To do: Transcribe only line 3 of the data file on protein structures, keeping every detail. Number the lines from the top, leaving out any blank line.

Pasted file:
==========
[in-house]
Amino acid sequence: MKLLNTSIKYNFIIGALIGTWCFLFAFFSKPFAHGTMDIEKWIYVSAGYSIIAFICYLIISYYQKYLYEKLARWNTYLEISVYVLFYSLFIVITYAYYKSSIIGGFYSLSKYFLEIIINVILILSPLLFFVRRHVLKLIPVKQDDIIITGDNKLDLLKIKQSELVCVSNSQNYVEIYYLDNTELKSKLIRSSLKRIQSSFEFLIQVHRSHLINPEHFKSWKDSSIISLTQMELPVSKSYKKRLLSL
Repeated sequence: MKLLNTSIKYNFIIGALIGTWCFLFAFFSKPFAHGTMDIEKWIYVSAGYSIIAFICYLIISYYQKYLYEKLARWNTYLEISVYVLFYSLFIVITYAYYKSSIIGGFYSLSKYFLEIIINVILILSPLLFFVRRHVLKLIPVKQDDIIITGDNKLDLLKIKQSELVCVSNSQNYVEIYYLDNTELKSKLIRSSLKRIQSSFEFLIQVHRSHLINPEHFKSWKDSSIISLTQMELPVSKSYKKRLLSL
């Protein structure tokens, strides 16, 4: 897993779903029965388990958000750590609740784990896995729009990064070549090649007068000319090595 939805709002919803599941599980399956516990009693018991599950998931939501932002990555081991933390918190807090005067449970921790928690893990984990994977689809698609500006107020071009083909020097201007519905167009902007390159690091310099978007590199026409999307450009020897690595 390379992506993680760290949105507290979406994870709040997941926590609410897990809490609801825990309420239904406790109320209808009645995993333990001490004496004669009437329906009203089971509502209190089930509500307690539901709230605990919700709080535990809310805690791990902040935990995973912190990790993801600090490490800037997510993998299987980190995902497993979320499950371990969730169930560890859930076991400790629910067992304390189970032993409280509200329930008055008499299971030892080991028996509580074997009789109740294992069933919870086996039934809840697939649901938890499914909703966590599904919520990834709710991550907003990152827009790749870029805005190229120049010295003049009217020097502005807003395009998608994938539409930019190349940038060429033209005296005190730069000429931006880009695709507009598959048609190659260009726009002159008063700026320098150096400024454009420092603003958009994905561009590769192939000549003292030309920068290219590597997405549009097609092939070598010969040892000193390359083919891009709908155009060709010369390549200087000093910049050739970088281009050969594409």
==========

Repeated sequence: MKLLNTSIKYNFIIGALIGTWCFLFAFFSKPFAHGTMDIEKWIYVSAGYSIIAFICYLIISYYQKYLYEKLARWNTYLEISVYVLFYSLFIVITYAYYKSSIIGGFYSLSKYFLEIIINVILILSPLLFFVRRHVLKLIPVKQDDIIITGDNKLDLLKIKQSELVCVSNSQNYVEIYYLDNTELKSKLIRSSLKRIQSSFEFLIQVHRSHLINPEHFKSWKDSSIISLTQMELPVSKSYKKRLLSL